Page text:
The Hungarian-born U.S. chemist was awarded the Nobel Prize in chemistry in 1994 for his research into unstable carbon molecules.
George Olah, a Hungarian-born U.S. chemist who was awarded the Nobel Prize in chemistry in 1994 for his research into unstable carbon molecules, died Wednesday, March 8, 2017, according to multiple news sources. He was 89.
The Hungarian Academy of Sciences announced that he died in Beverly Hills, California. The cause of death was not announced. Olah was made an honorary member of the academy in 1990.
According to Olah’s biography at the official website of the Nobel Prize, the Holocaust survivor was born May 22, 1927, in Budapest, Hungary, “the son of Julius Olah and Magda Krasznai.”
“My father was a lawyer and to my best knowledge nobody in my family before had interest in science,” Olah wrote.
Olah escaped Hungary after the anti-Soviet revolution in 1956.
The Nobel website said Olah’s research involved chemical reactions “in which molecules composed of atoms collide and form new compounds … one of nature’s fundamental processes.”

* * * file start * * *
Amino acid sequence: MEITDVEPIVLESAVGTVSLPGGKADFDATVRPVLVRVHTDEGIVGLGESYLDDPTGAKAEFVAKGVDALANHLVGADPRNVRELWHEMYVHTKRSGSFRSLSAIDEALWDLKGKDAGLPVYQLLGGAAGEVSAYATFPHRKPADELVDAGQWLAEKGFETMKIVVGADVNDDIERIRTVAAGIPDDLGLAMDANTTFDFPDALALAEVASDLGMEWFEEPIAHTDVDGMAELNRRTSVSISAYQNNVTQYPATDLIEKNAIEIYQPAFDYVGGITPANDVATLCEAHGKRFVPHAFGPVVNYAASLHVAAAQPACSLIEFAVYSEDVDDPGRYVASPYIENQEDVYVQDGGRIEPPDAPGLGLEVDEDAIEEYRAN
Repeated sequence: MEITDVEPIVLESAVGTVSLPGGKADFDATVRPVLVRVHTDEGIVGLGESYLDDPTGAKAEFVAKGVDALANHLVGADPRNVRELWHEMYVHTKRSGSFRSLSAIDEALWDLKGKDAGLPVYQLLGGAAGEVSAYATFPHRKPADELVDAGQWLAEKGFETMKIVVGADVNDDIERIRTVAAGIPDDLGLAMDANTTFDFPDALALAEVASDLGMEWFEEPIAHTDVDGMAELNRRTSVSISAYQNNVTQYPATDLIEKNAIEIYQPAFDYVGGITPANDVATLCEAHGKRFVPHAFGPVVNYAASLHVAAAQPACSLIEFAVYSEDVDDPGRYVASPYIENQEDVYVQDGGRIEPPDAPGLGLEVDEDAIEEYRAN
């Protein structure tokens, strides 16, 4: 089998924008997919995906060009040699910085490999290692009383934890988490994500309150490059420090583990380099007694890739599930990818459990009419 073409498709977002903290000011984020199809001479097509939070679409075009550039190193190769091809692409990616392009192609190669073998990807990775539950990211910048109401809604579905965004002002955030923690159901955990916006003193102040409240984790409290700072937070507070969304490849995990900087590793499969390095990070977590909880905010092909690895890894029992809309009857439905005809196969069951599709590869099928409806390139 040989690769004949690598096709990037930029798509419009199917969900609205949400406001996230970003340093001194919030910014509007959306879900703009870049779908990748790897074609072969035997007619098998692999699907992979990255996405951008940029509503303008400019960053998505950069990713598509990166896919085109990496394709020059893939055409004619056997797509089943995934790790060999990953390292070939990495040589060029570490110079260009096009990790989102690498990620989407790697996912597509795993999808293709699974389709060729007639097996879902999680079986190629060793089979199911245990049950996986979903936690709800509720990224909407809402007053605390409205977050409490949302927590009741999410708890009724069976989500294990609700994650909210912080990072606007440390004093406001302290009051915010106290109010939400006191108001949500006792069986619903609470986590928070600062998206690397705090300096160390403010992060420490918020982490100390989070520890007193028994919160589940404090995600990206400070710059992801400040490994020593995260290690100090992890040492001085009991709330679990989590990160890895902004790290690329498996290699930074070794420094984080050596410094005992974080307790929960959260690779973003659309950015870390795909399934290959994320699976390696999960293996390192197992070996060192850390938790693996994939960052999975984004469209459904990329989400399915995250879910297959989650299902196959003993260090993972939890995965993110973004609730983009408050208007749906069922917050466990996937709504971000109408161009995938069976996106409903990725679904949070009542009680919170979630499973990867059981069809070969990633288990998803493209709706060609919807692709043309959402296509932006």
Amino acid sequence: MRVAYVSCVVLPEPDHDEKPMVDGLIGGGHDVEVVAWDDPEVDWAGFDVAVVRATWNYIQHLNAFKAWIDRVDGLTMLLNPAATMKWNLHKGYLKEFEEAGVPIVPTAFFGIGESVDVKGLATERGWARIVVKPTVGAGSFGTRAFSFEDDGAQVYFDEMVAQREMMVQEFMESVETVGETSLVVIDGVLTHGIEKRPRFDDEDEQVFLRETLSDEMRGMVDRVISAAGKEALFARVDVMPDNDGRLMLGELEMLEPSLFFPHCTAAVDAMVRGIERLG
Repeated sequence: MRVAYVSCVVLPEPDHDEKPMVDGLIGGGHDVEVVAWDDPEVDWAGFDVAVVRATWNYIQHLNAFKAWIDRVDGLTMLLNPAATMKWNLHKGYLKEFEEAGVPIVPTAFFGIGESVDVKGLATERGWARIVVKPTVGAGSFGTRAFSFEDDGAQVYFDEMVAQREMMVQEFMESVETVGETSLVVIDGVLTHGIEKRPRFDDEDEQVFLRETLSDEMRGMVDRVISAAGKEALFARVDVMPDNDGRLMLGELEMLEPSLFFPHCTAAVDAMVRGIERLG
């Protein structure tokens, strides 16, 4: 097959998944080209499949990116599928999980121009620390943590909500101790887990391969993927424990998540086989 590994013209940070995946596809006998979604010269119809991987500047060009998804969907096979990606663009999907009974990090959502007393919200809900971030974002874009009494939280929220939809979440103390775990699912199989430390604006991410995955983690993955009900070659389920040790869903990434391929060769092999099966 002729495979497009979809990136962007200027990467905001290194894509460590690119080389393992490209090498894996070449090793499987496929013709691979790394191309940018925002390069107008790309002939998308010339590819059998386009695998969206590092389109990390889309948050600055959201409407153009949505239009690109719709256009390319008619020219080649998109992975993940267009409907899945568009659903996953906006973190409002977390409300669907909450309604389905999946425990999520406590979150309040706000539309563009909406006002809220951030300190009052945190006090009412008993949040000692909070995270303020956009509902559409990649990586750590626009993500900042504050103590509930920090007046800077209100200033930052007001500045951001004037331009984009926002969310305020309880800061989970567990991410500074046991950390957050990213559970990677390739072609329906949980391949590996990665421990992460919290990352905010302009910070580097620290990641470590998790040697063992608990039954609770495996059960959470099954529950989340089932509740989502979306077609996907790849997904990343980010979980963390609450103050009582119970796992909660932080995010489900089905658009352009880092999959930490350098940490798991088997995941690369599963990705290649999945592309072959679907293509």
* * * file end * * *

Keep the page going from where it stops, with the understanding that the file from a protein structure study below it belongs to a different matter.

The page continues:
Carbocations are electrically charged—unstable—molecules that “play an important role as intermediate stages in chemical reactions and have very short life spans. At the beginning of the 1960s, George Olah used very strong acids to produce carbocations in solution with life spans long enough so they could be studied,” the Nobel website states.
The Nobel organization credited Olah’s work with leading to new ways to produce more easily biodegradable hydrocarbons.
In 1971, Oláh became a naturalized U.S. citizen.
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